To send content items to your account,
please confirm that you agree to abide by our usage policies.
If this is the first time you use this feature, you will be asked to authorise Cambridge Core to connect with your account.
Find out more about sending content to .
To send content items to your Kindle, first ensure email@example.com
is added to your Approved Personal Document E-mail List under your Personal Document Settings
on the Manage Your Content and Devices page of your Amazon account. Then enter the ‘name’ part
of your Kindle email address below.
Find out more about sending to your Kindle.
Note you can select to send to either the @free.kindle.com or @kindle.com variations.
‘@free.kindle.com’ emails are free but can only be sent to your device when it is connected to wi-fi.
‘@kindle.com’ emails can be delivered even when you are not connected to wi-fi, but note that service fees apply.
Hurricane Sandy's October 29, 2012 arrival in New York City caused flooding, power disruption, and population displacement. Infectious disease risk may have been affected by floodwater exposure, residence in emergency shelters, overcrowding, and lack of refrigeration or heating. For 42 reportable diseases that could have been affected by hurricane-related exposures, we developed methods to assess whether hurricane-affected areas had higher disease incidence than other areas of NYC.
We identified post-hurricane cases as confirmed, probable, or suspected cases with onset or diagnosis between October 30 and November 26 that were reported via routine passive surveillance. Pre-hurricane cases for the same 4-week period were identified in 5 prior years, 2007–2011. Cases were geocoded to the census tract of residence. Using data compiled by the NYC Office of Emergency Management, we determined (1) the proportion of the population in each census tract living in a flooded block and (2) the subset of flooded tracts severely “impacted”, e.g., by prolonged service outages or physical damage. A separate multivariable regression model was constructed for each disease, modeling the outcome of case counts using a negative binomial distribution. Independent variables were: neighborhood poverty; whether cases were pre- or post-hurricane (time); the proportion of the population flooded in impacted and not impacted tracts; and interaction terms between the flood/impact variables and time. Models used repeated measures to adjust for correlated observations from the same tract and an offset term of the log of the population size. Sensitivity analyses assessed the effects of case count fluctuations and accounted for variations in reporting volume by using an offset term of the log of total cases.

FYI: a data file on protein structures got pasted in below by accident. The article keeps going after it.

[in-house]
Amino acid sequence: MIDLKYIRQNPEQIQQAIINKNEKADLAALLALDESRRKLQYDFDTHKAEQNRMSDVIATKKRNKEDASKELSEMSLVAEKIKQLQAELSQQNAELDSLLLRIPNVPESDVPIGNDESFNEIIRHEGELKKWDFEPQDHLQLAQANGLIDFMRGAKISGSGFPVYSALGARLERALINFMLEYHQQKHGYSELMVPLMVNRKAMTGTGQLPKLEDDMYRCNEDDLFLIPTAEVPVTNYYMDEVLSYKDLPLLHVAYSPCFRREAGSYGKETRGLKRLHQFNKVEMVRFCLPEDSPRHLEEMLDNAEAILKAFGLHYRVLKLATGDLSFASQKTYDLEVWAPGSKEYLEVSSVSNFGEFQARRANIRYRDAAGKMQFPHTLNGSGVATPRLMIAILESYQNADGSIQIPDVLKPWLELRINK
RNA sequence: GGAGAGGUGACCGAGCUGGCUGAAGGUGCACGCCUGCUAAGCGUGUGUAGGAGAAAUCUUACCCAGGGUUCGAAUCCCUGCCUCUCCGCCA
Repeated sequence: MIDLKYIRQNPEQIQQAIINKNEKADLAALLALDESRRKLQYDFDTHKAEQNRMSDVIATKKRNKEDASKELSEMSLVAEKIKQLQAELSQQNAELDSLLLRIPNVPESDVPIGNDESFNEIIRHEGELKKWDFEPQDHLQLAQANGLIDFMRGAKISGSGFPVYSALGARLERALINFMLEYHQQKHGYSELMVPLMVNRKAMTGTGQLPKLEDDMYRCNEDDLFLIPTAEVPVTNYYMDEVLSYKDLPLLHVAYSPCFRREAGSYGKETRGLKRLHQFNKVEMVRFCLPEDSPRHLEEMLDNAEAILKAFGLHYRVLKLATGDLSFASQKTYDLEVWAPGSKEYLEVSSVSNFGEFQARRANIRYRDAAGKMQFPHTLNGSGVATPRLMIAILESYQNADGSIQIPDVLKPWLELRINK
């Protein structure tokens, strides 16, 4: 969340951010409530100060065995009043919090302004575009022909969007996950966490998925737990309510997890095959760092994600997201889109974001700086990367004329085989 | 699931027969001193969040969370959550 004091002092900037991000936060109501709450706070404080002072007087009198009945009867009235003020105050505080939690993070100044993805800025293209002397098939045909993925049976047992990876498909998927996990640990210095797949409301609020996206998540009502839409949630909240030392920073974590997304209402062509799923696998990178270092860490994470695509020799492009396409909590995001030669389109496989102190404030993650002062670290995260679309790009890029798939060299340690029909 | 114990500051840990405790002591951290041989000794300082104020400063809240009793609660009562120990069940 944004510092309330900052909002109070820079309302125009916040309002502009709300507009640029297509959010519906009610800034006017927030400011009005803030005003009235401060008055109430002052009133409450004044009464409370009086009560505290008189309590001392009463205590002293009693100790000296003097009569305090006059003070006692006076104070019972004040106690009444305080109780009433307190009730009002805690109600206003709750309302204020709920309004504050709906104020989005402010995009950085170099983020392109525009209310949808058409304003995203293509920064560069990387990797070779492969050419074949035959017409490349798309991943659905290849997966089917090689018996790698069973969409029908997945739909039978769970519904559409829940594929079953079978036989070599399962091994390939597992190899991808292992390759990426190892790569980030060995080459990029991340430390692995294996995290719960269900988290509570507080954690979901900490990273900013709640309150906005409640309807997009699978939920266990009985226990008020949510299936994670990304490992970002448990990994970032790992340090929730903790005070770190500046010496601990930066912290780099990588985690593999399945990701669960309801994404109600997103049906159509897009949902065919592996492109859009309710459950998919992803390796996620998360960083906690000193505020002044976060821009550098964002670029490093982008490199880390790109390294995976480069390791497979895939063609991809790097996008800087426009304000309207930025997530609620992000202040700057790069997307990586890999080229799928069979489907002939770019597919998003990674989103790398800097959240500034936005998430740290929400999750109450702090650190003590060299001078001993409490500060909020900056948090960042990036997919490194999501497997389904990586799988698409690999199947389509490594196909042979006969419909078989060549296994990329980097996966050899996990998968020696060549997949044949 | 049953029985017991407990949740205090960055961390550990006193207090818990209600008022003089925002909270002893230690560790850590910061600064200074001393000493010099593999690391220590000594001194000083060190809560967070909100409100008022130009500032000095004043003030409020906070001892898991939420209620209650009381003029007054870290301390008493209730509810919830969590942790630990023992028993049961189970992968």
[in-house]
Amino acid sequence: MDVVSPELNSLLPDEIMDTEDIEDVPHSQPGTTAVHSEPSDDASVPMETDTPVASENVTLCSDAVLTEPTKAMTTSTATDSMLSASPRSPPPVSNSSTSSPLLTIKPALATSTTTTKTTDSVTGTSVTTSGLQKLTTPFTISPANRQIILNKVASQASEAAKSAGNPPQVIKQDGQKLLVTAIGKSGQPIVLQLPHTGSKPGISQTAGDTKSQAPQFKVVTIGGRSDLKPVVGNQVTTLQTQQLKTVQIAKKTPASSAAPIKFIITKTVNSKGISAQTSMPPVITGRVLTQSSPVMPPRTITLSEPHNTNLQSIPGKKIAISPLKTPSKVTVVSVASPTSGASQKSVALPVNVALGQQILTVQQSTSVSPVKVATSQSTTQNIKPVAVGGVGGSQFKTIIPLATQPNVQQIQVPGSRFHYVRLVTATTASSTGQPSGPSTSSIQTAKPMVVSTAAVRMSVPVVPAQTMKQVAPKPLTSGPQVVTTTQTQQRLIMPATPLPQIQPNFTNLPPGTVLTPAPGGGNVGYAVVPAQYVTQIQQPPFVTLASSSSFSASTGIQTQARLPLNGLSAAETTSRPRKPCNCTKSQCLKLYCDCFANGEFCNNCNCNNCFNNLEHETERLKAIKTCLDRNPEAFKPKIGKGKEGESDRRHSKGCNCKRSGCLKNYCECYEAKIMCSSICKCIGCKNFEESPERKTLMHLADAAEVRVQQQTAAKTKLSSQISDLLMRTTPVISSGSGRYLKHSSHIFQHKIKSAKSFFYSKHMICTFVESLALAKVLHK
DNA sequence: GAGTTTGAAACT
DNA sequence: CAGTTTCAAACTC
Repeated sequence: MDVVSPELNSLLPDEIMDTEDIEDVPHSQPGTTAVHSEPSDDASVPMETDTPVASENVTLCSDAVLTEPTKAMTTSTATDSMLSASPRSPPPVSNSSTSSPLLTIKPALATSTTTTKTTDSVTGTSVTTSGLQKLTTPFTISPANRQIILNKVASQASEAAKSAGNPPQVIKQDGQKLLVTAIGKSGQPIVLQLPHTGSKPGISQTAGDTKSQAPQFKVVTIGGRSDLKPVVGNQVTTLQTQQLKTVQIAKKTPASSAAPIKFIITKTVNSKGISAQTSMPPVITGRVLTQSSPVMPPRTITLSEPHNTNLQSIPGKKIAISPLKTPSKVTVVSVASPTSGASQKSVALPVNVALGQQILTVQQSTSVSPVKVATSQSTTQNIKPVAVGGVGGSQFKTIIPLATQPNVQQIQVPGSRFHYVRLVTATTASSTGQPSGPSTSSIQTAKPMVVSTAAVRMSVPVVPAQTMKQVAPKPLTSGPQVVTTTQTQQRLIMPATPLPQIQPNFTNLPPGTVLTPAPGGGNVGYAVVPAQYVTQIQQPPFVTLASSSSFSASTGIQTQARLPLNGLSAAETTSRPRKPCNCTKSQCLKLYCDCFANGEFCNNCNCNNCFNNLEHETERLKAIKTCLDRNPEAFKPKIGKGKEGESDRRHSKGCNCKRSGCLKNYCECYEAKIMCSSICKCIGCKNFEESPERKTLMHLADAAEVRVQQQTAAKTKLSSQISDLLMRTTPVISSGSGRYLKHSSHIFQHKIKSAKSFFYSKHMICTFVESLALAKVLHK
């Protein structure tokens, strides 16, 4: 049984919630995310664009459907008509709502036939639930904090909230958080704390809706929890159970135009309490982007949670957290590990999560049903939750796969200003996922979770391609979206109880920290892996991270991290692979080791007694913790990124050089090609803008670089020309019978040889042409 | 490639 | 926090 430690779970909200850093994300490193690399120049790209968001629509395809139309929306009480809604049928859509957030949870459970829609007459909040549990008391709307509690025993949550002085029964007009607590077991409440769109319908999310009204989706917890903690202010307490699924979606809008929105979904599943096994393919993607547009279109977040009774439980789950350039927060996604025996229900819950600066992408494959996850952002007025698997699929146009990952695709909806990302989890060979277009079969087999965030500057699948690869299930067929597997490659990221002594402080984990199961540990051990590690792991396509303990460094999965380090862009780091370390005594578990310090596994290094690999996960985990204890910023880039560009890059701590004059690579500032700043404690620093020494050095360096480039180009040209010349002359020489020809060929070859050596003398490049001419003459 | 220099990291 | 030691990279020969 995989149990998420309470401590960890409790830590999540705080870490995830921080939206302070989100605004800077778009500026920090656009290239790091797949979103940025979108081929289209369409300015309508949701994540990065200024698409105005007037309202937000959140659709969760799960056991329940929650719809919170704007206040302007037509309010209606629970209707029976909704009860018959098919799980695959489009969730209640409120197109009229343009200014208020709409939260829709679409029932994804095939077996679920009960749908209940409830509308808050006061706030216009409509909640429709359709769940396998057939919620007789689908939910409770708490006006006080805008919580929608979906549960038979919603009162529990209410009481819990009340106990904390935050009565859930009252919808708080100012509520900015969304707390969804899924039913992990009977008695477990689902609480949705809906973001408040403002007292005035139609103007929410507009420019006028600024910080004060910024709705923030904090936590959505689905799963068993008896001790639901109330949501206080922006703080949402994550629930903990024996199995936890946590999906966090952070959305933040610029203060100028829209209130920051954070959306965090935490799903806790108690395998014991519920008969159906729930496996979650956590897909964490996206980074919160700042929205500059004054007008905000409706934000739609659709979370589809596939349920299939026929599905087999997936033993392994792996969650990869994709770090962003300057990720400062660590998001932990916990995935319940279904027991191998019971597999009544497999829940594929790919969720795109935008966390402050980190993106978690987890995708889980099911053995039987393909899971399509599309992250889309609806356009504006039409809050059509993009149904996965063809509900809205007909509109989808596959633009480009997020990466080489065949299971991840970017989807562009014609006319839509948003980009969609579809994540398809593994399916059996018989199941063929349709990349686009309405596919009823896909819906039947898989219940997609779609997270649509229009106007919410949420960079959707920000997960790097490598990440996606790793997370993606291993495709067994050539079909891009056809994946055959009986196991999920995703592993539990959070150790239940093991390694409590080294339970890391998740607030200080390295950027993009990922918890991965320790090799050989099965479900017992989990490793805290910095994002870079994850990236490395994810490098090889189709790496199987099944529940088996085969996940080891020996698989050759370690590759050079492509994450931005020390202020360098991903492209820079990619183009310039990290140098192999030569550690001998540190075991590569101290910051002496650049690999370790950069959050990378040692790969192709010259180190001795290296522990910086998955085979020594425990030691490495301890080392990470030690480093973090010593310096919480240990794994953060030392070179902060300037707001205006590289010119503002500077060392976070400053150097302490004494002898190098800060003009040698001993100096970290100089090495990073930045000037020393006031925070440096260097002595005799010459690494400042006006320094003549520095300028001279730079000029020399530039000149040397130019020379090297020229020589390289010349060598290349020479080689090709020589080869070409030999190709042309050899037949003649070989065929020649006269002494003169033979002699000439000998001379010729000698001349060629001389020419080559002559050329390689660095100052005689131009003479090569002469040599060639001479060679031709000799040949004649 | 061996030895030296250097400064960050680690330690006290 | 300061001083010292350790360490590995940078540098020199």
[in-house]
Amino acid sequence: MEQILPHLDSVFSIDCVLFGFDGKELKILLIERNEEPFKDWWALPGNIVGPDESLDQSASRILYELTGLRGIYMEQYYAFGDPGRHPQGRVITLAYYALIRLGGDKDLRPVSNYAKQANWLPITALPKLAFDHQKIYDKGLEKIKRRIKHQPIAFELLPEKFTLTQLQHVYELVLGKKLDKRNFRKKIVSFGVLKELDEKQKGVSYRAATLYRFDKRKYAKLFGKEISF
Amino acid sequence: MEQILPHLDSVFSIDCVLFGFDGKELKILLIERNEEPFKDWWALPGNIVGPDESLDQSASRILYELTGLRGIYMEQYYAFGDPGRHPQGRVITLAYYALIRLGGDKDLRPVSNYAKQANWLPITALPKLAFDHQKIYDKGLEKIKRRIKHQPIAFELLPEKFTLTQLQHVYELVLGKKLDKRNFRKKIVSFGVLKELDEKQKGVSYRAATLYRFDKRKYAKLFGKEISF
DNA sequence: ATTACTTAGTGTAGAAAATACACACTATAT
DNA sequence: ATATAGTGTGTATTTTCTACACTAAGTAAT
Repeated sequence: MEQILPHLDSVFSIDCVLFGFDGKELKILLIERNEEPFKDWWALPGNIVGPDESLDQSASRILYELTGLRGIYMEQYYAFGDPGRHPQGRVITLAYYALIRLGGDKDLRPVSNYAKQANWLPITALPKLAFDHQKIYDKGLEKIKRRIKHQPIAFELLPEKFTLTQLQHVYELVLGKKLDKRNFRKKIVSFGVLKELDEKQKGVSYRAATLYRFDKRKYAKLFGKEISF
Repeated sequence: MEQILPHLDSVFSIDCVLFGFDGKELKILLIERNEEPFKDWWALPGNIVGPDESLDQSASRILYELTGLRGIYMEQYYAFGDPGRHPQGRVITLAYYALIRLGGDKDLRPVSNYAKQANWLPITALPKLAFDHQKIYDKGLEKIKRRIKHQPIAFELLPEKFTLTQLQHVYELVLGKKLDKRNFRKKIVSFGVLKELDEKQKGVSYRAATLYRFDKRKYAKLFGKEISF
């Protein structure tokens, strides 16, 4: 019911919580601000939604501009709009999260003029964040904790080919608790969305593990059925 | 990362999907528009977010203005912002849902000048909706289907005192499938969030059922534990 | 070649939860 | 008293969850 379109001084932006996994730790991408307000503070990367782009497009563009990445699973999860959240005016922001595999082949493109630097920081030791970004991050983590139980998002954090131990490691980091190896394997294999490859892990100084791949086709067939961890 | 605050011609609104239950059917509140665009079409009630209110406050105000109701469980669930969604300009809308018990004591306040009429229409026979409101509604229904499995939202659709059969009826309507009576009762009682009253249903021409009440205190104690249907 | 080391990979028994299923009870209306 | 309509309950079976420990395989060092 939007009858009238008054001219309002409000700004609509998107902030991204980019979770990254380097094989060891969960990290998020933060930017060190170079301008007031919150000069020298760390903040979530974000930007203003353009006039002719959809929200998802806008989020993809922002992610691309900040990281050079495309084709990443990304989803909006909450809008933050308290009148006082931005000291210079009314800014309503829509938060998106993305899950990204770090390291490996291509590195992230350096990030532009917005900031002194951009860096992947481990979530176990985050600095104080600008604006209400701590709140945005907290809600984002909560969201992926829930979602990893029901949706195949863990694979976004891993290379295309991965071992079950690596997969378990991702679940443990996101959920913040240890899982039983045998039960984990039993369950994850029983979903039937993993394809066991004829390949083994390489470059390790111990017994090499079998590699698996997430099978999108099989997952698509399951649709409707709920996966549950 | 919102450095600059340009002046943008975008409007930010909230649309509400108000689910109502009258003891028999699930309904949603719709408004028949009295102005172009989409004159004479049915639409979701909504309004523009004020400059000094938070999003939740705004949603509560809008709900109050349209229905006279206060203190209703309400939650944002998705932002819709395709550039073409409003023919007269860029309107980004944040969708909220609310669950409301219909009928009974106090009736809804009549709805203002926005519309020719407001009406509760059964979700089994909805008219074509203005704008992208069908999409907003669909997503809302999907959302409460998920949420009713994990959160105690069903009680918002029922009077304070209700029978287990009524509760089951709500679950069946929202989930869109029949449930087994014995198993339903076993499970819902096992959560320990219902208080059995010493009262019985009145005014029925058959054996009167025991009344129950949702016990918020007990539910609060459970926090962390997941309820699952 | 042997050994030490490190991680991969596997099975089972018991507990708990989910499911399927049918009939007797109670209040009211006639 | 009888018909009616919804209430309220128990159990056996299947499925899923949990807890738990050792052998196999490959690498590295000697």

Only legionellosis was statistically significantly associated with increased occurrence in flooded/impacted areas post-hurricane, adjusting for baseline differences (P = .04). However, there was only 1 legionellosis case post-hurricane in a flooded/impacted area.
Hurricane Sandy did not appear to elevate reportable disease incidence in NYC. Defining and acquiring reliable data and meta-data regarding hurricane-affected areas was a challenge in the weeks post-storm. Relevant metrics could be developed during disaster preparedness planning. These methods to detect excess disease can be adapted for future emergencies. (Disaster Med Public Health Preparedness. 2013;7:513-521)
Recommendations for fruit and vegetable consumption are largely unmet. Lower socio-economic status (SES), neighbourhood poverty and poor access to retail outlets selling healthy foods are thought to predict lower consumption. The objective of the present study was to assess the interrelationships between these risk factors as predictors of fruit and vegetable consumption.
Cross-sectional multilevel analyses of data on fruit and vegetable consumption, socio-demographic characteristics, neighbourhood poverty and access to healthy retail food outlets.
Survey data from the 2002 and 2004 New York City Community Health Survey, linked by residential zip code to neighbourhood data.
Adult survey respondents (n 15 634).
Overall 9·9 % of respondents reported eating ≥5 servings of fruits or vegetables in the day prior to the survey. The odds of eating ≥5 servings increased with higher income among women and with higher educational attainment among men and women. Compared with women having less than a high-school education, the OR was 1·12 (95 % CI 0·82, 1·55) for high-school graduates, 1·95 (95 % CI 1·43, 2·66) for those with some college education and 2·13 (95 % CI 1·56, 2·91) for college graduates. The association between education and fruit and vegetable consumption was significantly stronger for women living in lower- v. higher-poverty zip codes (P for interaction < 0·05). The density of healthy food outlets did not predict consumption of fruits or vegetables.
Higher SES is associated with higher consumption of produce, an association that, in women, is stronger for those residing in lower-poverty neighbourhoods.
Email your librarian or administrator to recommend adding this to your organisation's collection.